The Beginning Farmer and Rancher Opportunity Act of 2011, a comprehensive piece of legislation that was recently introduced in Congress, supports reauthorization and adequate funding for all of these programs, and many others that play a pivotal role in supporting the next generation of farmers and ranchers. National Sustainable Agriculture Coalition and its allies such as the National Young Farmers’ Coalition, will continue to advocate for the inclusion of beginning farmer programs and policies in the upcoming farm bill.

Check here to see if your representative or senators are co-sponsors of the beginning farmer bill.

To read the full report published by the National Young Farmers’ Coalition, click here.

To learn more about the Beginning Farmer and Rancher Opportunity Act, click here.

For more information, click here.

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"Faced with global warming, rising sea levels, and the climate-related extremes they intensify, the question is no longer whether some communities will retreat—moving people and assets out of harm's way—but why, where, when, and how they will retreat," the study begins.

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Dr. Siders pointed out that it has happened before. She noted that in the 1970s, the small town of Soldiers Grove, Wisconsin moved itself out of the flood plain after one too many floods. The community found and reoriented the business district to take advantage of highway traffic and powered it entirely with solar energy, as the New York Times reported.

That's an important lesson now that rising sea levels pose a catastrophic risk around the world. Nearly 75 percent of the world's cities are along shorelines. In the U.S. alone coastline communities make up nearly 40 percent of the population— more than 123 million people, which is why Siders and her research team are so forthright about the urgency and the complexities of their findings, according to Harvard Magazine.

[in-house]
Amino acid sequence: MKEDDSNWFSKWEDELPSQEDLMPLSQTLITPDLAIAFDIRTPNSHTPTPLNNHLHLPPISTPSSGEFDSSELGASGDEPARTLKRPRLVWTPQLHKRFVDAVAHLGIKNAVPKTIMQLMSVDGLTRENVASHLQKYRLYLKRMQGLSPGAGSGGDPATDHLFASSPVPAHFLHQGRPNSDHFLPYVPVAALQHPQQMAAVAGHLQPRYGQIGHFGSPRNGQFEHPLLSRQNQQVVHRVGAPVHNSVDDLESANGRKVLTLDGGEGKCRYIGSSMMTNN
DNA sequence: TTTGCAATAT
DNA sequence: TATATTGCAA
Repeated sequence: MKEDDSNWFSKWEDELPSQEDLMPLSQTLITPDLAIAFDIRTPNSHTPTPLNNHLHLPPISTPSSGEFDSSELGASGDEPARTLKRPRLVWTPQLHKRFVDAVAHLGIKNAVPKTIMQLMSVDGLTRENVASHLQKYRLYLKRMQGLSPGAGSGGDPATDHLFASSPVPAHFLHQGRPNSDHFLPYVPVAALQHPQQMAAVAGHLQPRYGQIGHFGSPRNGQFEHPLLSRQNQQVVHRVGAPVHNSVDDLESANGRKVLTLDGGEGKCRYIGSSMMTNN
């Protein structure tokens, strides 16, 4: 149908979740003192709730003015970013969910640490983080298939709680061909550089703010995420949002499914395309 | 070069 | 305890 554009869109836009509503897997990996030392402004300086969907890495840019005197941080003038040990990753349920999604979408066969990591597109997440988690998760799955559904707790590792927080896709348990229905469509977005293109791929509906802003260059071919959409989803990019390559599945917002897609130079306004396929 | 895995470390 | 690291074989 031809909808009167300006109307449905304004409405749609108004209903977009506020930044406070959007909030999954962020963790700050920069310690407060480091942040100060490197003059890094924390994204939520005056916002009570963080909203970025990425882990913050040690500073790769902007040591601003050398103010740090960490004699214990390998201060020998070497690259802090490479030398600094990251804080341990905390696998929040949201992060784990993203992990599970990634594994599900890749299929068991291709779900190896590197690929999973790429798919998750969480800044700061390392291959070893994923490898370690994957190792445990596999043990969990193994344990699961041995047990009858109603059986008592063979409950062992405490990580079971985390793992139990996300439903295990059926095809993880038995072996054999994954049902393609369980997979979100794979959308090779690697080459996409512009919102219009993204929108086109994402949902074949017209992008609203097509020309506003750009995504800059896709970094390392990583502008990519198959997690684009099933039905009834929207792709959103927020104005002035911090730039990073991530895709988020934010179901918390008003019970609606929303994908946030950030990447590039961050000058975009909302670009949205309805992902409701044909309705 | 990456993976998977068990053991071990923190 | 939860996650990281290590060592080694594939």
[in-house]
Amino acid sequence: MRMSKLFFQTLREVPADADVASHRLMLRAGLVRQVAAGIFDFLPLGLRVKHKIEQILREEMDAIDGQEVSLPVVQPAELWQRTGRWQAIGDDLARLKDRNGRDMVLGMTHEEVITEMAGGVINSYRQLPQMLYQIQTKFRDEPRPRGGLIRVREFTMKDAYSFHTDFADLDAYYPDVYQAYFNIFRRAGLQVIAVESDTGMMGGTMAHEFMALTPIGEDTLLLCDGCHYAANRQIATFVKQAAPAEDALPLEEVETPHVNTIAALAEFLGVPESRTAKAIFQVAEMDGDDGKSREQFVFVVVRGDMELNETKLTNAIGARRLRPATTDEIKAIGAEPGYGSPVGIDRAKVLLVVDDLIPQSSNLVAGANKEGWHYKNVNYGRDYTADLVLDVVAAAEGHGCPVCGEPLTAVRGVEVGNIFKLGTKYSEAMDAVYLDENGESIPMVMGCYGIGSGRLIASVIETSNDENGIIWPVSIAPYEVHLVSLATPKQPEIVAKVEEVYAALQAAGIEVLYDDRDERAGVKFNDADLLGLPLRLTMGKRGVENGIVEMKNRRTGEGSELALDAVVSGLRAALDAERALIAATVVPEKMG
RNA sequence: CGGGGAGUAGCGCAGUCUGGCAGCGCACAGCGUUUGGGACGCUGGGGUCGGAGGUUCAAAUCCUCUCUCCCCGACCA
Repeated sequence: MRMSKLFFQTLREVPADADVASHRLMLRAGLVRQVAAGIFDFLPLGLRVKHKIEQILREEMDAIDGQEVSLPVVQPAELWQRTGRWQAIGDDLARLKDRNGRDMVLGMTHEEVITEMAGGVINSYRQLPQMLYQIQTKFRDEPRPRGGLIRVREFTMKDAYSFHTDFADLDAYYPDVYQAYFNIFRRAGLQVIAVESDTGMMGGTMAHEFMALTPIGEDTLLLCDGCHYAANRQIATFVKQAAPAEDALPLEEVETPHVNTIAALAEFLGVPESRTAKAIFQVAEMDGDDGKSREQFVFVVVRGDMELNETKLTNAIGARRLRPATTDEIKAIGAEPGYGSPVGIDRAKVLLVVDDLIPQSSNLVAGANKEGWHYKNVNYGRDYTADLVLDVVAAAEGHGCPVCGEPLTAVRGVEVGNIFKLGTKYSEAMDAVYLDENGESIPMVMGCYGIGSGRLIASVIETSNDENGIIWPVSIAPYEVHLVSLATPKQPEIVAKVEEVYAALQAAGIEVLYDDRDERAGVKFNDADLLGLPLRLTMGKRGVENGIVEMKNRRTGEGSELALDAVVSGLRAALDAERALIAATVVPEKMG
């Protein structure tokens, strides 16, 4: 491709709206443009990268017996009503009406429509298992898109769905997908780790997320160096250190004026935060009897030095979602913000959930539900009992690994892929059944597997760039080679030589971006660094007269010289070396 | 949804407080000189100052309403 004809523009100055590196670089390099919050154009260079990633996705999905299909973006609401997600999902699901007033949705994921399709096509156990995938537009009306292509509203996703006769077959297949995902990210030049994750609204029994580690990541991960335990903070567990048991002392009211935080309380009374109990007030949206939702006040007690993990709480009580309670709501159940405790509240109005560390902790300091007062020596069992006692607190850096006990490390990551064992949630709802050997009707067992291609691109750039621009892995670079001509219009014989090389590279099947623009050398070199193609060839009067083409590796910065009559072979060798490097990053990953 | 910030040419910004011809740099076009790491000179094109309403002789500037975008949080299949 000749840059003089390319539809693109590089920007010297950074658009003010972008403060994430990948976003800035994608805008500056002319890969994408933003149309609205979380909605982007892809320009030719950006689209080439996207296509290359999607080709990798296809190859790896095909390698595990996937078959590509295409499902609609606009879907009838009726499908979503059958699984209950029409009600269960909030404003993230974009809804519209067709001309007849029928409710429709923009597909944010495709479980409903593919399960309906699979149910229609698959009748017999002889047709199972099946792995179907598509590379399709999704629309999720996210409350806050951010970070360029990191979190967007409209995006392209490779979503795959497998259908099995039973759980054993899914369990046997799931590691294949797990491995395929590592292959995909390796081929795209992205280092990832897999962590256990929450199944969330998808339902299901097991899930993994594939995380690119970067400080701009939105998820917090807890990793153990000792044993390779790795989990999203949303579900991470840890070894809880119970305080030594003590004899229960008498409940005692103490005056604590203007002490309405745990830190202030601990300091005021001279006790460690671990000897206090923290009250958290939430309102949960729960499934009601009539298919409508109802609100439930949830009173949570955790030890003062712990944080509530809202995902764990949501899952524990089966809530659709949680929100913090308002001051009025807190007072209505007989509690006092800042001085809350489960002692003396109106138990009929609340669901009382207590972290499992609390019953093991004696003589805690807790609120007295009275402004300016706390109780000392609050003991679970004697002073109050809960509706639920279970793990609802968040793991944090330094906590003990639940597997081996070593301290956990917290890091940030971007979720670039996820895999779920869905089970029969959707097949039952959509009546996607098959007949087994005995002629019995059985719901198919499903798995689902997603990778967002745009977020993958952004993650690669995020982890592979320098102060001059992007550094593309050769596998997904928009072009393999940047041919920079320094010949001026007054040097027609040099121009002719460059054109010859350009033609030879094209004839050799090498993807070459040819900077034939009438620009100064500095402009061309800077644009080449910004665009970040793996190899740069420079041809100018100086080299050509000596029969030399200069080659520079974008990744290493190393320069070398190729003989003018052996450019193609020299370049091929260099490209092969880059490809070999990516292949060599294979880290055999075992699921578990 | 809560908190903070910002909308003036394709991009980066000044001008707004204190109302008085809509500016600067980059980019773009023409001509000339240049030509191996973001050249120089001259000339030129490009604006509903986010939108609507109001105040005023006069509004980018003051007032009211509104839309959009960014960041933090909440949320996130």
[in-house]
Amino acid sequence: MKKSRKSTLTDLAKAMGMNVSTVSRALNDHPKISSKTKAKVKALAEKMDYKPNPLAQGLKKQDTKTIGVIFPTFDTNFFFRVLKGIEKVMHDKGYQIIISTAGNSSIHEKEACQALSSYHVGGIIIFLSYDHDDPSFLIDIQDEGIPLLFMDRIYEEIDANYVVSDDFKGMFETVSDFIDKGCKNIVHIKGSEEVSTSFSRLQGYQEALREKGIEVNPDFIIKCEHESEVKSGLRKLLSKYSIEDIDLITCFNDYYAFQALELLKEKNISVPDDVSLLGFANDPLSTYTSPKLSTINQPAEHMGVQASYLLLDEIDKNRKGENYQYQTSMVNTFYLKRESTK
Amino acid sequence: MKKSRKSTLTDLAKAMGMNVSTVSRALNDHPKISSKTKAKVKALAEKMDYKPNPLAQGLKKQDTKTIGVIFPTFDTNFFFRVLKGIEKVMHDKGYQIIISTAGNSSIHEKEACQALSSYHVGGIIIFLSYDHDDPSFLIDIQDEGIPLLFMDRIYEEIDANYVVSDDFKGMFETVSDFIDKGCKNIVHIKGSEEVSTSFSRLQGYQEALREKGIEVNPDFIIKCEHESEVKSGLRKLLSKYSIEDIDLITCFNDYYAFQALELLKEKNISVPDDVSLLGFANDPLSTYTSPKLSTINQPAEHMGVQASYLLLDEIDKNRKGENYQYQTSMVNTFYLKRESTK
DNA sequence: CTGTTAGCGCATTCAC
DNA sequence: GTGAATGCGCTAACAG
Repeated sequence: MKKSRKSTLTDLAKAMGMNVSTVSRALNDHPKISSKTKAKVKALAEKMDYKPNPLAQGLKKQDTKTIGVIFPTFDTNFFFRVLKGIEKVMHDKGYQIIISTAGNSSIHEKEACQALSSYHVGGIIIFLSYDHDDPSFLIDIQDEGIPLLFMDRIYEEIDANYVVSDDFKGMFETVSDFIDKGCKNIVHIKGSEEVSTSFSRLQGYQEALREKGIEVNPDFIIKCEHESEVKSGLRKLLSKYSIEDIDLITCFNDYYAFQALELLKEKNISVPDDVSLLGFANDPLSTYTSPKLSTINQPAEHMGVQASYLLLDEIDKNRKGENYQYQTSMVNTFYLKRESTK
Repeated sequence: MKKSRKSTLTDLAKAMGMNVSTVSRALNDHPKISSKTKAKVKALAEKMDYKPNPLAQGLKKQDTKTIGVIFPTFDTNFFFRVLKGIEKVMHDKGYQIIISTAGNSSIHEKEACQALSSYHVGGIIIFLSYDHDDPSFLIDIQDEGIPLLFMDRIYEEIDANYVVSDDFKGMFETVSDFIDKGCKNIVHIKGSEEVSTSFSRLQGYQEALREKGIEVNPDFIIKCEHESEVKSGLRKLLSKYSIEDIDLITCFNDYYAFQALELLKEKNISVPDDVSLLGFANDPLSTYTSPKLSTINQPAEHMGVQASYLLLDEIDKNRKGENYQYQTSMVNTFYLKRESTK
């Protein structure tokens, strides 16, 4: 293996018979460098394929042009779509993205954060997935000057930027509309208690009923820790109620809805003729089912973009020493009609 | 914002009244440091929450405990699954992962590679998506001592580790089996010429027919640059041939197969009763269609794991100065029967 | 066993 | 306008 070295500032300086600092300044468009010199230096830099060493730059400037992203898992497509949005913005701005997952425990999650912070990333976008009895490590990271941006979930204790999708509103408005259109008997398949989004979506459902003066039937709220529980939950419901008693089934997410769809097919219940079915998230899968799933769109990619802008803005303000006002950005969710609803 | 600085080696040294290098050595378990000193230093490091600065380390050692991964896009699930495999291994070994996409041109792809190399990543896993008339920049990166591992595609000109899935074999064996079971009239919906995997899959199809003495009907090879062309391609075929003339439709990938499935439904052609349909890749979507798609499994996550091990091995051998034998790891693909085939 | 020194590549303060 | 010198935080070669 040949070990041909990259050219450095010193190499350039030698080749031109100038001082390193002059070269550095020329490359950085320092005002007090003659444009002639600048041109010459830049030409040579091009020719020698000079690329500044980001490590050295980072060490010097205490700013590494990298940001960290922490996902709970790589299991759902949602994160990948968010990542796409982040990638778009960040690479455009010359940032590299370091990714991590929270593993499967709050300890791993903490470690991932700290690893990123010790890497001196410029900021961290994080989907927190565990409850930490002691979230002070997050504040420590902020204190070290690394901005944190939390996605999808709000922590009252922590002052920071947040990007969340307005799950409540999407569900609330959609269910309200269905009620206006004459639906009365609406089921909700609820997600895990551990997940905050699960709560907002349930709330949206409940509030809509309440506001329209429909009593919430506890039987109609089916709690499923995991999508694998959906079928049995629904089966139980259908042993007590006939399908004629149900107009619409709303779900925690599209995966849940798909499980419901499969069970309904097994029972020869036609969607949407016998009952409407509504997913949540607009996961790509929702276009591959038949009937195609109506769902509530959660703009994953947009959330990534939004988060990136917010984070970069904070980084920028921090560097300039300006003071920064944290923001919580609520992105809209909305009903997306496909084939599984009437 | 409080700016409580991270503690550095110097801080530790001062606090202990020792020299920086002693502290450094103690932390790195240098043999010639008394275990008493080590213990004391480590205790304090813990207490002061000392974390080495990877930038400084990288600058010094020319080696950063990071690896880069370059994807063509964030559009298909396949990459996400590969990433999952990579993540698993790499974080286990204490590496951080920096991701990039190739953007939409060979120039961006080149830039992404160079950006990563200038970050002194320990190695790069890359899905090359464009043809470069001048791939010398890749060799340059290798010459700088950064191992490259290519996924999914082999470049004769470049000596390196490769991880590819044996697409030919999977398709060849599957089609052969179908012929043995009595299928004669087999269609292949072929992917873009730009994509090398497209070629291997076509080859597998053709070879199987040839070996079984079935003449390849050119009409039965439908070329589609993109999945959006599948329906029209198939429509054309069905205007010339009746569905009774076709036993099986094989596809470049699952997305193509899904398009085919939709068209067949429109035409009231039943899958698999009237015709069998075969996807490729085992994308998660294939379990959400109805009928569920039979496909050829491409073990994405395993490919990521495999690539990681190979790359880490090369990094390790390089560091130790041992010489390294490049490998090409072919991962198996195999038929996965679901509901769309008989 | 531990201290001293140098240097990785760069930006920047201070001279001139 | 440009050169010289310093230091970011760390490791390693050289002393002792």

Some of those complexities include, coordinating moves across city, state or even international lines; cultural and social considerations like the importance of burial grounds or ancestral lands; reparations for losses or damage to historic practices; long-term social and psychological consequences; financial incentives that often contradict environmental imperatives; and the critical importance of managing retreat in a way that protects vulnerable and poor populations and that doesn't exacerbate past injustices, as Harvard Magazine reported.

If communities could practice strategic retreats, the study says, doing so would not only reduce the need for people to choose among bad options, but also improve their circumstances.

"It's a lot to think about," said Siders to Harvard Magazine. "And there are going to be hard choices. It will hurt—I mean, we have to get from here to some new future state, and that transition is going to be hard.…But the longer we put off making these decisions, the worse it will get, and the harder the decisions will become."

To help the transition, the paper recommends improved access to climate-hazard maps so communities can make informed choices about risk. And, the maps need to be improved and updated regularly, the paper said as the New York Times reported.